Each year there will be students who progress academically, physically, socially and mentally to the point that they would benefit by moving to a level offering more challenging opportunities in keeping with their level of development. Readiness criteria differs from level to level and program placements are not determined solely by academic ability or age.
The Infant Program
6 weeks to 15 months of age
The Infant Program specifically embraces children ages 6 weeks up to 12 –15 months of age or not yet walking. These children sleep in cribs, drink from a bottle or are nursing, or maybe just learning how to drink from a cup. The infants in this program receive loving attention throughout the day from two trained teachers continuously throughout the day. The infant schedule allows the children to sleep, eat, play and learn on their own individual schedule. Teachers in the Infant Room are immediately aware of the needs of each child and attend to the child’s needs gently and always in a caring manner. Diapers are checked and changed at least every hour or more often if necessary. Infants may be changed in the child’s crib or at the changing station where warm running water is within arm’s reach.
The Toddler Program
15 months up to 36 months of age
The Toddler Program accommodates children that are walking and from around 15 – 18 months up to 36 months of age but not yet potty trained. These young learners are beginning work in the early Montessori method materials with the help and assistance of a lead teacher and trained assistants. The Toddler Program supports young children learning to potty on their own but with guidance as needed. There is a range of developmental practices for children gaining their independence as young walkers and talkers. An emphasis at this level is placed on gross and fine motor development and language development in a supportive and nurturing environment. Toddlers are given every opportunity to use the restroom on a modified schedule to encourage the “natural” rhythm of their bodies as they begin to adjust to a routine. At no time is any child chastised for “accidents”. This is to be expected as part of the learning process.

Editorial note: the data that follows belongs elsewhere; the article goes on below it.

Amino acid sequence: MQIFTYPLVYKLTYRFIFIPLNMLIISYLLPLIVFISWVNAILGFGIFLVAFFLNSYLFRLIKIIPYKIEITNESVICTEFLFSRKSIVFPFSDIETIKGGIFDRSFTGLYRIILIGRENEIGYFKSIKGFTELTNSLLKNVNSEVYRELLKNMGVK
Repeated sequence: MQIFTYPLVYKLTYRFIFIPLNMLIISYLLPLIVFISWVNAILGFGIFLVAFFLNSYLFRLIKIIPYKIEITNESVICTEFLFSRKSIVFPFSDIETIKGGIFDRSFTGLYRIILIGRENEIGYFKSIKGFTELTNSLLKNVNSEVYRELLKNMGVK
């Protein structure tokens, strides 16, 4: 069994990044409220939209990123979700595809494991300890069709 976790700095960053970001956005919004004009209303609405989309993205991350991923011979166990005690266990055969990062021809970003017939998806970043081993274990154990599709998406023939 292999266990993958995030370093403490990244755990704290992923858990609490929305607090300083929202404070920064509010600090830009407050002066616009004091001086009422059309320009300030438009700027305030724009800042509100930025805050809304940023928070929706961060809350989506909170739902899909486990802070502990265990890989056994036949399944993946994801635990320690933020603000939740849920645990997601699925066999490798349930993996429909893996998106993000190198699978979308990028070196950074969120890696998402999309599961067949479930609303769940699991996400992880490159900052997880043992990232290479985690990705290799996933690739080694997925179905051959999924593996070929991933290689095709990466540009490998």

The Toddler Program will be divided into two subgroups:
Toddler I: Early Learners Group
Toddler II: Pre-Primary Group
The Primary Program
3 years of age up to 6 years of age
The Primary Program is for children 3 years of age and potty-trained up to 6 years of age, which includes children that may not be ready for kindergarten. The Primary program under the direction of a lead teacher trained in the Pan-American Montessori Society (PAMS) program encourages each child to work with materials at their own pace and of their own choosing to accomplish the goals established by both the child and the guide together. The child in this program has reached a stage in which repetition and manipulation of the environment is critical to the development of concentration, coordination, independence, and a sense of order. The child learns skills for everyday living, sorting, grading, classifying – all of which lead to a development of skills in writing and reading, and the formation of the mathematical mind.
The Lower Elementary Program
6 years through 9 years of age
The Lower Elementary Program is a multi- age learning environment for children 6 through 9 years old or the equivalent of first through third grade. For the 2016-17 school year, the Lower Elementary class was comprised of Kindergarten and 1st grade students. This year the class is comprised of Kindergarten, first and second grade students. In 2018 -2019 the grades will begin with first grade through third grade. Kindergarten age students will remain in the Primary class.
The elementary classroom is a warm community with a highly trained teacher and materials that invite exploration and research. Children learn to face challenges with confidence, and begin to find their own place in the world around them.
Maria Montessori summed up the 6 to 9 classroom thusly:
“The elementary child has reached a new level of development. Before he was interested in things: working with his hands, learning their names. Now he is interested mainly in the how and why...the problem of cause and effect.”
Children learn to face challenges with confidence, and begin to find their own place in the world around them.